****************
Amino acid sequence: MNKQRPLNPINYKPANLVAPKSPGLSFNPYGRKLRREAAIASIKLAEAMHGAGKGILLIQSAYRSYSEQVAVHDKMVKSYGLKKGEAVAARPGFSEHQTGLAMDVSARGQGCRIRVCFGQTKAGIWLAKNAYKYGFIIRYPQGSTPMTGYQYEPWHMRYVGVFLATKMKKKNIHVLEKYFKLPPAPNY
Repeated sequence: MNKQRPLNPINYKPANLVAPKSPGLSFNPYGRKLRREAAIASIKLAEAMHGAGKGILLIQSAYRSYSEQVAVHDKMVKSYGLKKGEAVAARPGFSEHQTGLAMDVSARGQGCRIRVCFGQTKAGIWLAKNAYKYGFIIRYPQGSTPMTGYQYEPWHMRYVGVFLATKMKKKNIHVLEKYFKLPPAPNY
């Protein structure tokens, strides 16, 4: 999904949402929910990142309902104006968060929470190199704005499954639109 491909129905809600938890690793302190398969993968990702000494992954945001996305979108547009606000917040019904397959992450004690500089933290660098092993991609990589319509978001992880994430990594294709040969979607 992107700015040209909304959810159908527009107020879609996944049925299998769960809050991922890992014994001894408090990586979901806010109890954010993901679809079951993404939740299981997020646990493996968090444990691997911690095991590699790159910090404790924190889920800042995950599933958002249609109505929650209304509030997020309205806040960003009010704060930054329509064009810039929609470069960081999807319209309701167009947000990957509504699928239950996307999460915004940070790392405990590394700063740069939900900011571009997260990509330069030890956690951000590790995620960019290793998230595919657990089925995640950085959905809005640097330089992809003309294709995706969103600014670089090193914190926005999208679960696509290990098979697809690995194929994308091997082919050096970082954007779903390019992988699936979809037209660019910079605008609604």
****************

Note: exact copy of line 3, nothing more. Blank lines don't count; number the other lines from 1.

């Protein structure tokens, strides 16, 4: 999904949402929910990142309902104006968060929470190199704005499954639109 491909129905809600938890690793302190398969993968990702000494992954945001996305979108547009606000917040019904397959992450004690500089933290660098092993991609990589319509978001992880994430990594294709040969979607 992107700015040209909304959810159908527009107020879609996944049925299998769960809050991922890992014994001894408090990586979901806010109890954010993901679809079951993404939740299981997020646990493996968090444990691997911690095991590699790159910090404790924190889920800042995950599933958002249609109505929650209304509030997020309205806040960003009010704060930054329509064009810039929609470069960081999807319209309701167009947000990957509504699928239950996307999460915004940070790392405990590394700063740069939900900011571009997260990509330069030890956690951000590790995620960019290793998230595919657990089925995640950085959905809005640097330089992809003309294709995706969103600014670089090193914190926005999208679960696509290990098979697809690995194929994308091997082919050096970082954007779903390019992988699936979809037209660019910079605008609604």